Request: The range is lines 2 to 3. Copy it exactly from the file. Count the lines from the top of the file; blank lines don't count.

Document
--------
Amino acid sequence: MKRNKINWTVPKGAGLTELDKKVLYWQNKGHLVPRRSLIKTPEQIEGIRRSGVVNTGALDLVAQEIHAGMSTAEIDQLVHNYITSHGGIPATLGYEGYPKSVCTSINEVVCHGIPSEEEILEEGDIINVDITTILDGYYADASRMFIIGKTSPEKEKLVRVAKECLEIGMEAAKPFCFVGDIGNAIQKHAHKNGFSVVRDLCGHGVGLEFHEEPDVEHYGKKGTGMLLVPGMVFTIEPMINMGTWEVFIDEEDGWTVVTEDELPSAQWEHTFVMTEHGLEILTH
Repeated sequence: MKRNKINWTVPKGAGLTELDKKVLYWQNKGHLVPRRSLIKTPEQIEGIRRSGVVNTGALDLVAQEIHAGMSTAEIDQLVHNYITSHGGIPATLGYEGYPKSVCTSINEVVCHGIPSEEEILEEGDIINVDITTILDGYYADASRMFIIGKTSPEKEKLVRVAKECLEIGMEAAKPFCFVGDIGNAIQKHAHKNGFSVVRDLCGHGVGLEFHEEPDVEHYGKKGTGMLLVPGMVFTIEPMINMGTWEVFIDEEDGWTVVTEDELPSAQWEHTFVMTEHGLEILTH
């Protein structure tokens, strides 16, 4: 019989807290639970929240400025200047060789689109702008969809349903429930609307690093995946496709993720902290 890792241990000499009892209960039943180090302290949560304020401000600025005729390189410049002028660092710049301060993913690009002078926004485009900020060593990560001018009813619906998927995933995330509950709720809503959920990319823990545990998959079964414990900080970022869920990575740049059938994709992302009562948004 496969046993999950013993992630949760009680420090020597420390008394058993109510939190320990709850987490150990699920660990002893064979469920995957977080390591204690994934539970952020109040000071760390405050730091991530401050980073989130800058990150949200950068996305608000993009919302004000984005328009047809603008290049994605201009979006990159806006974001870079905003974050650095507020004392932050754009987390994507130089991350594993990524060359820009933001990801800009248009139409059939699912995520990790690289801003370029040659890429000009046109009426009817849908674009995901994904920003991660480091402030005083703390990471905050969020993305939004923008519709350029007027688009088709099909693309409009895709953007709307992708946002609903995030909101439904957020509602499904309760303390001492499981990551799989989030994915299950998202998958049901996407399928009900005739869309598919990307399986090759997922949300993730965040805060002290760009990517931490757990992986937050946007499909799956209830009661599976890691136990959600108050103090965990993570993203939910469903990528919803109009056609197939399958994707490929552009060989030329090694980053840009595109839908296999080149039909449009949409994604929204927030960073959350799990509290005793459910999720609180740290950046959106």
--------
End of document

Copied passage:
Repeated sequence: MKRNKINWTVPKGAGLTELDKKVLYWQNKGHLVPRRSLIKTPEQIEGIRRSGVVNTGALDLVAQEIHAGMSTAEIDQLVHNYITSHGGIPATLGYEGYPKSVCTSINEVVCHGIPSEEEILEEGDIINVDITTILDGYYADASRMFIIGKTSPEKEKLVRVAKECLEIGMEAAKPFCFVGDIGNAIQKHAHKNGFSVVRDLCGHGVGLEFHEEPDVEHYGKKGTGMLLVPGMVFTIEPMINMGTWEVFIDEEDGWTVVTEDELPSAQWEHTFVMTEHGLEILTH
């Protein structure tokens, strides 16, 4: 019989807290639970929240400025200047060789689109702008969809349903429930609307690093995946496709993720902290 890792241990000499009892209960039943180090302290949560304020401000600025005729390189410049002028660092710049301060993913690009002078926004485009900020060593990560001018009813619906998927995933995330509950709720809503959920990319823990545990998959079964414990900080970022869920990575740049059938994709992302009562948004 496969046993999950013993992630949760009680420090020597420390008394058993109510939190320990709850987490150990699920660990002893064979469920995957977080390591204690994934539970952020109040000071760390405050730091991530401050980073989130800058990150949200950068996305608000993009919302004000984005328009047809603008290049994605201009979006990159806006974001870079905003974050650095507020004392932050754009987390994507130089991350594993990524060359820009933001990801800009248009139409059939699912995520990790690289801003370029040659890429000009046109009426009817849908674009995901994904920003991660480091402030005083703390990471905050969020993305939004923008519709350029007027688009088709099909693309409009895709953007709307992708946002609903995030909101439904957020509602499904309760303390001492499981990551799989989030994915299950998202998958049901996407399928009900005739869309598919990307399986090759997922949300993730965040805060002290760009990517931490757990992986937050946007499909799956209830009661599976890691136990959600108050103090965990993570993203939910469903990528919803109009056609197939399958994707490929552009060989030329090694980053840009595109839908296999080149039909449009949409994604929204927030960073959350799990509290005793459910999720609180740290950046959106």